Yield Farming vs. Staking: What’s the Difference?

Yield farming and staking are the two most lucrative methods to generate income on crypto holdings. Find out what sets them apart.

Filip Dimkovski
By Filip Dimkovski
Head and shoulders photo of Michelle Meyer
Edited by Michelle Meyer

Published April 8, 2022.

Defining the Crypto Generating Methods

What Is Yield Farming?

Yield farming is a broad term that refers to generating multiple layers of income on your crypto savings via DeFi protocols

Here, you're incentivized to add tokens to liquidity pools (LPs) governed by smart contracts. The DeFi protocols put these funds to better use, like lending and trading, and you get a share of the profit generated in exchange (sometimes LP tokens too). Usually, these returns are measured in Annual Percentage Yield (APY), which is the return you'll receive when taking compound interest into account as well. You can yield farm LP tokens to generate further returns. Arbitrage opportunities in DeFi markets are sizable too.

Popular yield farming platforms include Compound Finance, Uniswap, Synthetix, Curve, and Aave. The returns depend on the yield farming strategy applied across different pools. Namely, yield farming returns are also calculated in APY, and the returns are denominated in the coins you'll be adding to the pool.

What Is Staking?

Staking allows you to generate income on your crypto holdings via a blockchain rather than a DeFi protocol. As proof of work (PoW) makes way for proof of stake (PoS) to reduce the environmental impact of running a blockchain, staking is gaining momentum. 

PoW requires all participants to validate a block, while PoS selects validators at random to generate new blocks. You need to stake your coins to be a validator. The higher your share of coins, the better your chance of getting selected and the higher the staking rewards. Security breaches on the network are disincentivized by severing access to the staked assets.

Staking is also calculated in APY, and you'll earn the returns in the native token of the network. For example, if you're staking DOT on the Polkadot Network, you'll earn an approximate 10% APY in DOT.

Differences Between Yield Farming and Staking

The differences can be summarized as follows:

  • In yield farming, you lock your funds in a DeFi protocol. In staking, you lock your funds in a blockchain. 
  • Yield farming facilitates liquidity, lending, and borrowing. Staking keeps a network up and running. 
  • Yield farming is prone to impermanent loss, smart contract vulnerabilities, and liquidity risks. Staking risks include long waiting periods for rewards and volatility risks. 
  • Yield farming opportunities are available on both native cryptocurrencies and stablecoins. Blockchain staking is limited to crypto coins.

Of course, both methods have their own advantages and disadvantages, which we'll briefly cover below.

DeFi Protocol and Blockchain

When it comes to DeFi protocols, there are a lot of options you can go for regarding yield farming and staking. Namely, you can earn passive income on native cryptos like BTC and ETH, or stablecoins like USDT and USDC. This requires using "blockchain locks" which lock up your assets for a specific amount of time. After the smart contracts in blockchain end, you can "unlock" your tokens and access them. Consider that you might have transaction fees for yield farming that vary depending on the blockchain you're using.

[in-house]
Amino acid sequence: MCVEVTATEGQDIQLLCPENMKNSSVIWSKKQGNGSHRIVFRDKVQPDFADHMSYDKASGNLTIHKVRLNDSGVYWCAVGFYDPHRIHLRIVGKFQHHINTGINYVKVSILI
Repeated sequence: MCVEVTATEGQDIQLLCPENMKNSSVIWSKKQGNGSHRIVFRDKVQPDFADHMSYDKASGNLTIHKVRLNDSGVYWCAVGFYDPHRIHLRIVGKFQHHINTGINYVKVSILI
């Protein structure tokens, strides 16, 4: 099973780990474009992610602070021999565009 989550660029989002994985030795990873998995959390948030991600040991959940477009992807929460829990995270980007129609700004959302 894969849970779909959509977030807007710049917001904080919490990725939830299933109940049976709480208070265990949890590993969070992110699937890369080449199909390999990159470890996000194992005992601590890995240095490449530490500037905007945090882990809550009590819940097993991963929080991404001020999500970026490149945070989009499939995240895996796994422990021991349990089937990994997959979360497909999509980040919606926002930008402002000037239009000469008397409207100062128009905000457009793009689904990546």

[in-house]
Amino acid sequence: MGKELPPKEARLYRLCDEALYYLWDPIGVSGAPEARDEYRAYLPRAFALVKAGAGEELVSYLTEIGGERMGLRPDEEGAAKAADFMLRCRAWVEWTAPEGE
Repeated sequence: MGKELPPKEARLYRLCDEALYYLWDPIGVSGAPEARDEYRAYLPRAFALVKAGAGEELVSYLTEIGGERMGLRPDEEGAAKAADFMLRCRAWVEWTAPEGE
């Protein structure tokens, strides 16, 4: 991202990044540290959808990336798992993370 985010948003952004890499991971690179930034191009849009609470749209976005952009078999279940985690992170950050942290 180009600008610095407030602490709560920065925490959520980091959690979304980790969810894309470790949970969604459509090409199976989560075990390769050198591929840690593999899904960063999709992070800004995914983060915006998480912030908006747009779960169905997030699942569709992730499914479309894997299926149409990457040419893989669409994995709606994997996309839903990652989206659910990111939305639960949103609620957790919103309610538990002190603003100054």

Yield Farming Returns Are Higher

In most cases, yield farming gives higher returns than staking, primarily because it's more complicated and riskier. Staking is real passive income, so once you stake your coins on a protocol, you won't have to worry about them until they're unlocked—which is why the APY is usually lower. However, yield farming often requires you to move the assets from one pool to another and bear the potential security risks of the protocols.

Level of Risk

Both yield farming and staking are considered relatively safe as long as you do them on reliable protocols. Still, both of them have inherent security risks. Yield farming can cause impermanent loss (i.e. the price of a token falling after you deposit the tokens in a pool) and are prone to smart contract vulnerabilities. If you've placed your tokens in a protocol that later gets hacked, you could lose some or all of your tokens—which is one of the biggest risks of yield farming.

In contrast, staking is slightly less risky, but the returns are smaller. You'll also have to wait for much longer (usually a couple of months) to redeem your rewards.

Which Is Better for Long and Short-Term Crypto Investments?

Both yield farming and staking are great ways to earn passive income. However, we wouldn't recommend yield farming for a long-term investment, because it's riskier than staking. Even though the APY for yield farming is better, the protocols can change how they function and what they do, thereby affecting your return.

However, staking is a solid long-term investment option, since it doesn't even require you to do anything. Once you stake your tokens on a protocol, you don't have to do anything until the lock-up period is over.

Therefore, we recommend yield farming for short-term returns and staking for long-term returns if you're goal is to grow wealth passively.